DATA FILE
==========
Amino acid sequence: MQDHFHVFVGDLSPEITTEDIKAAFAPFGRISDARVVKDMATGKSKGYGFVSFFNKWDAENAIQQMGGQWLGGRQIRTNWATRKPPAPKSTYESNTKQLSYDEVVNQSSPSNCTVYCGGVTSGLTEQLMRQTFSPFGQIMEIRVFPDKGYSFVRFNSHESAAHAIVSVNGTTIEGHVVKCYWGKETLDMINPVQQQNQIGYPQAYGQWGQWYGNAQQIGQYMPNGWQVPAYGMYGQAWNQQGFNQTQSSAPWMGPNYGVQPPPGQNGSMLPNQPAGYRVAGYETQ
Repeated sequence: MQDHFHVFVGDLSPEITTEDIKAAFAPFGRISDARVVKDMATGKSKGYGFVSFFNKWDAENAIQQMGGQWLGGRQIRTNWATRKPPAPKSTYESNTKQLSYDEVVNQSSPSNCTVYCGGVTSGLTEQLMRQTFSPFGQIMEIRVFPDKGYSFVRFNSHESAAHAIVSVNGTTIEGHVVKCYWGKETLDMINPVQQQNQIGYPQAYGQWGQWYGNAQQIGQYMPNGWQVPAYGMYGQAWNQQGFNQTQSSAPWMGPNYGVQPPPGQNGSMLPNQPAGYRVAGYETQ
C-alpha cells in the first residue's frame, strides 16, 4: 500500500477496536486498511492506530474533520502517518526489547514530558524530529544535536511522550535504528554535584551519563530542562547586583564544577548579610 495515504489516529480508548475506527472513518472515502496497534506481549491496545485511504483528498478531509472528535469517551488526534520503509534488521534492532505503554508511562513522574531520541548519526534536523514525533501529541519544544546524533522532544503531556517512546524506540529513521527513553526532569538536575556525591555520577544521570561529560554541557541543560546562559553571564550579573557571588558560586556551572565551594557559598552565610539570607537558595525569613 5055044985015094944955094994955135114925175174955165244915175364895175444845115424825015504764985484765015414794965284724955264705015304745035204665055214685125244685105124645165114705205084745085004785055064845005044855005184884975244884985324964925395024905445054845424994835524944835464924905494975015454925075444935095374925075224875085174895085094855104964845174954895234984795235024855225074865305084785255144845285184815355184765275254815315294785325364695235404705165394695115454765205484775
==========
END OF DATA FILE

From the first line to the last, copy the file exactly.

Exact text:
Amino acid sequence: MQDHFHVFVGDLSPEITTEDIKAAFAPFGRISDARVVKDMATGKSKGYGFVSFFNKWDAENAIQQMGGQWLGGRQIRTNWATRKPPAPKSTYESNTKQLSYDEVVNQSSPSNCTVYCGGVTSGLTEQLMRQTFSPFGQIMEIRVFPDKGYSFVRFNSHESAAHAIVSVNGTTIEGHVVKCYWGKETLDMINPVQQQNQIGYPQAYGQWGQWYGNAQQIGQYMPNGWQVPAYGMYGQAWNQQGFNQTQSSAPWMGPNYGVQPPPGQNGSMLPNQPAGYRVAGYETQ
Repeated sequence: MQDHFHVFVGDLSPEITTEDIKAAFAPFGRISDARVVKDMATGKSKGYGFVSFFNKWDAENAIQQMGGQWLGGRQIRTNWATRKPPAPKSTYESNTKQLSYDEVVNQSSPSNCTVYCGGVTSGLTEQLMRQTFSPFGQIMEIRVFPDKGYSFVRFNSHESAAHAIVSVNGTTIEGHVVKCYWGKETLDMINPVQQQNQIGYPQAYGQWGQWYGNAQQIGQYMPNGWQVPAYGMYGQAWNQQGFNQTQSSAPWMGPNYGVQPPPGQNGSMLPNQPAGYRVAGYETQ
C-alpha cells in the first residue's frame, strides 16, 4: 500500500477496536486498511492506530474533520502517518526489547514530558524530529544535536511522550535504528554535584551519563530542562547586583564544577548579610 495515504489516529480508548475506527472513518472515502496497534506481549491496545485511504483528498478531509472528535469517551488526534520503509534488521534492532505503554508511562513522574531520541548519526534536523514525533501529541519544544546524533522532544503531556517512546524506540529513521527513553526532569538536575556525591555520577544521570561529560554541557541543560546562559553571564550579573557571588558560586556551572565551594557559598552565610539570607537558595525569613 5055044985015094944955094994955135114925175174955165244915175364895175444845115424825015504764985484765015414794965284724955264705015304745035204665055214685125244685105124645165114705205084745085004785055064845005044855005184884975244884985324964925395024905445054845424994835524944835464924905494975015454925075444935095374925075224875085174895085094855104964845174954895234984795235024855225074865305084785255144845285184815355184765275254815315294785325364695235404705165394695115454765205484775